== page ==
our findings support acupuncture as an effective treatment in alleviating pain among cancer patients and survivors, particularly malignancy-related and surgery-induced pain. To expand the application of acupuncture on cancer-related pain, investigators should clearly define the types of cancer pain (e.g. malignancy related pain) as inclusion criteria in the future studies.
“Acupuncture Therapies and Neuroplasticity” is an annual special issue published in “Neural Plasticity.” You can find many scientific studies in this journal provided at:
Medical acupuncture is based on physiology and neuroscience like this. From those studies, you can learn how acupuncture works.
Acupuncture for Chemoradiation Therapy-Related Dysphagia in Head and Neck Cancer: A Pilot Randomized Sham-Controlled Trial
“A blinded, sham-controlled, randomized clinical trial to evaluate the effectiveness of verum acupuncture in treating dysphagia-related QOL in patients with advanced stage of HNC undergoing intense CRT found the procedure to be feasible, safe, and well tolerated. Dysphagia-related QOL improved with both active acupuncture and sham acupuncture.”
Acupuncture points used for chemoradiation-related dysphagia in head and neck cancer. To avoid the radiation field, acupuncture points needled before week 4 after CRT (phase 1, solid round circles) were selected to avoid the chin and neck area. Additional points were added at week 4 after CRT visit (phase 2, solid diamonds) and at the week 12 after CRT (phase 3, solid triangles). Electrostimulation was added starting with the third visit.
“Electro-acupuncture combined with conventional routine care has the potential of reducing spasticity in upper and lower limb and improving overall and lower extremity motor function and activity of daily living for spasticity patients within 180 days post stroke.”
In total, 22 trials met the search criteria and were included involving 1,425 participants. The estimated add-on effects of EA to reduce spasticity in upper limb measured by MAS (SMD: -0.57[-0.84, -0.29]) and improve overall motor function measured by FMA (MD: 10.60[8.67, 12.53]) were significant. It was also found that for spasticity in lower limb, lower-limb motor function and activity of daily living, significant add-on effects of EA were also shown (SMD: -0.88[-1.42, -0.35], MD:4.42[0.06, 8.78] and MD: 6.85[3.64, 10.05] respectively), though with high heterogeneity. For upper-limb motor function, no significant add-on effects of EA was received.
“Electric Acupuncture showed greater short-term and long-term benefits for chronic discogenic sciatica than Medium-Frequency Electrotherapy, and the effect of EA was superior to that of MFE.”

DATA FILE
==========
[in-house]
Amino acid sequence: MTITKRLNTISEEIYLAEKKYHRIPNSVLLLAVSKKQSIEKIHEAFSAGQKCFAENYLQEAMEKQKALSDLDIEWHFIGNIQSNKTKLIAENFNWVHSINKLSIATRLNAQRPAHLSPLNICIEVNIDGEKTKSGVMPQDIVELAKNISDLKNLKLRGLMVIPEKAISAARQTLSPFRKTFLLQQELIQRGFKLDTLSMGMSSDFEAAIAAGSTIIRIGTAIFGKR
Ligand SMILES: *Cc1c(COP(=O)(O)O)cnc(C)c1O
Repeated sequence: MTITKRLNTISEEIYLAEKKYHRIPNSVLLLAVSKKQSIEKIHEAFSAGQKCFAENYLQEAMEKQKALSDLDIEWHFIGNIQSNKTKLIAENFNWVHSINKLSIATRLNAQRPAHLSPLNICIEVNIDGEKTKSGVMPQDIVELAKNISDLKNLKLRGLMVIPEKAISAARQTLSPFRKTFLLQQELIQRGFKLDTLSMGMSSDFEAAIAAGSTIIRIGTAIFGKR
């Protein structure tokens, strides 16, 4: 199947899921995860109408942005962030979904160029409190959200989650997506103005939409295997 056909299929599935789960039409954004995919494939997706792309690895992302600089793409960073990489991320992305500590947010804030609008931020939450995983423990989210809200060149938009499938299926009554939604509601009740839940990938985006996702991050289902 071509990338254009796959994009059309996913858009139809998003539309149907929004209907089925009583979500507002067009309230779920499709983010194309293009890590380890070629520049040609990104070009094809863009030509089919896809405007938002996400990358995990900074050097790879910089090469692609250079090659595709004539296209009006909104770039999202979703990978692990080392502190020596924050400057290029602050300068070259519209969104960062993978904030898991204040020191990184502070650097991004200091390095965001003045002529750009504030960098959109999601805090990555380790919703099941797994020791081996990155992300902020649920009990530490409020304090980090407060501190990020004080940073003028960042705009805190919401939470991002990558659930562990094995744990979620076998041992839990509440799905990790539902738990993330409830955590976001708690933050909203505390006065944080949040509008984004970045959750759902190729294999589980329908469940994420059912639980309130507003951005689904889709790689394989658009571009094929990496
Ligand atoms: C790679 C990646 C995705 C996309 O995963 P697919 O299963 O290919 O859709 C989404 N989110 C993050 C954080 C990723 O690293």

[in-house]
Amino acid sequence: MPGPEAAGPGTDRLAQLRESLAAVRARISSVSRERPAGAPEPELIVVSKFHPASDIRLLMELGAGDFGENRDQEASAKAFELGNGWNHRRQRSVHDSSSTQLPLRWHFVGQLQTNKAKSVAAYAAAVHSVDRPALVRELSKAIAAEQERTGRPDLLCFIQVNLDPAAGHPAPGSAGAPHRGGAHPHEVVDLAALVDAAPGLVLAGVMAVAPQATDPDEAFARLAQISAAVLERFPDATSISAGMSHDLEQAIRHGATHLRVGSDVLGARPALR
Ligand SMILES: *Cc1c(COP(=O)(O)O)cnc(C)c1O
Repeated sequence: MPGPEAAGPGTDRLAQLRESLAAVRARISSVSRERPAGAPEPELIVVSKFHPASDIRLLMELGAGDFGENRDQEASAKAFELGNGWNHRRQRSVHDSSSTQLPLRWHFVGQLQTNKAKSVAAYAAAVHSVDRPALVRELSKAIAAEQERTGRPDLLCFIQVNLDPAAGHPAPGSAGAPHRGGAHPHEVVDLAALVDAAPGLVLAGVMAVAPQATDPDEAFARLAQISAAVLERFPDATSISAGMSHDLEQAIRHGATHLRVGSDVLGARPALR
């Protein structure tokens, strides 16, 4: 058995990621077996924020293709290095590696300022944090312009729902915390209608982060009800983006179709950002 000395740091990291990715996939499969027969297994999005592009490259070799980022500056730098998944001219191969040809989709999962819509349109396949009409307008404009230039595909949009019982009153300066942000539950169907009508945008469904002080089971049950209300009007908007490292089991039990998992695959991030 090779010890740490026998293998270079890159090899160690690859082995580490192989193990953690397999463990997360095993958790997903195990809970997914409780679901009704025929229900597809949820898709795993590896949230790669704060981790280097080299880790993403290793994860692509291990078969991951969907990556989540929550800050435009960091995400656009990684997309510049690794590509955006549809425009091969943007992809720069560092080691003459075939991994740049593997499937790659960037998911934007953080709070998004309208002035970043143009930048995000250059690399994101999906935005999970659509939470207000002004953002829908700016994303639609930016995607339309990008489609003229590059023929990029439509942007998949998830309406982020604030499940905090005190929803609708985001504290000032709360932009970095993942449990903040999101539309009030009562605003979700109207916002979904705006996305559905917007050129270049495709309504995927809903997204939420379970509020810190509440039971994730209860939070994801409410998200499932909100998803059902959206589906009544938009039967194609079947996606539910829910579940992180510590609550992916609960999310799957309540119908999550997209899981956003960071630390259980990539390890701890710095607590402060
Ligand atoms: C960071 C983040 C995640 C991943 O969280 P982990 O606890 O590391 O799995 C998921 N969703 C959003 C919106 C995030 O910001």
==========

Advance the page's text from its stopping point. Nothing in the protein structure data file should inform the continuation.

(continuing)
A Randomized Clinical Trial Comparing the Effectiveness of Electroacupuncture versus Medium-Frequency Electrotherapy for Discogenic Sciatica
Evidence-Based Complementary and Alternative Medicine
Volume 2017 (2017), Article ID 9502718, 9 pages
We found that each acupoint had a distinct spatial pattern of indications, and that the patterns were strongly associated with routes of the meridian.
To cite this article:
Brinkhaus Benno, Roll Stephanie, Jena Susanne, Icke Katja, Adam Daniela, Binting Sylvia, Lotz Fabian, Willich Stefan N., and Witt Claudia M.. The Journal of Alternative and Complementary Medicine. March 2017, ahead of print. doi:10.1089/acm.2016.0357.
Online Ahead of Print: March 13, 2017
In the randomized part, acupuncture was associated with an improvement in the AQLQ score compared to the control group (difference acupuncture vs. control group 0.7 [95% confidence interval (CI) 0.5–1.0]) as well as in the physical component scale and the mental component scale of the SF-36 (physical: 2.5 [1.0–4.0]; mental 4.0 [2.1–6.0]) after 3 months. Treatment success was maintained throughout 6 months. Patients not consenting to randomization showed similar improvements as the randomized acupuncture group.
From the available evidence, acupuncture may have beneficial effects on improving dependency, global neurological deficiency, and some specific neurological impairments for people with stroke in the convalescent stage, with no obvious serious adverse events. However, most included trials were of inadequate quality and size. There is, therefore, inadequate evidence to draw any conclusions about its routine use. Rigorously designed, randomised, multi-centre, large sample trials of acupuncture for stroke are needed to further assess its effects.
among 514 articles, 67 were selected to be fully read and 19 were included. Among these, 11 were found to have strong evidence levels. (…) Its results showed positive and statistically significant effects from using acupuncture for treating subjects with anxiety.
acupuncture seems to be a promising treatment for anxiety; however, there is a need for improving the methodological quality of the research on this field.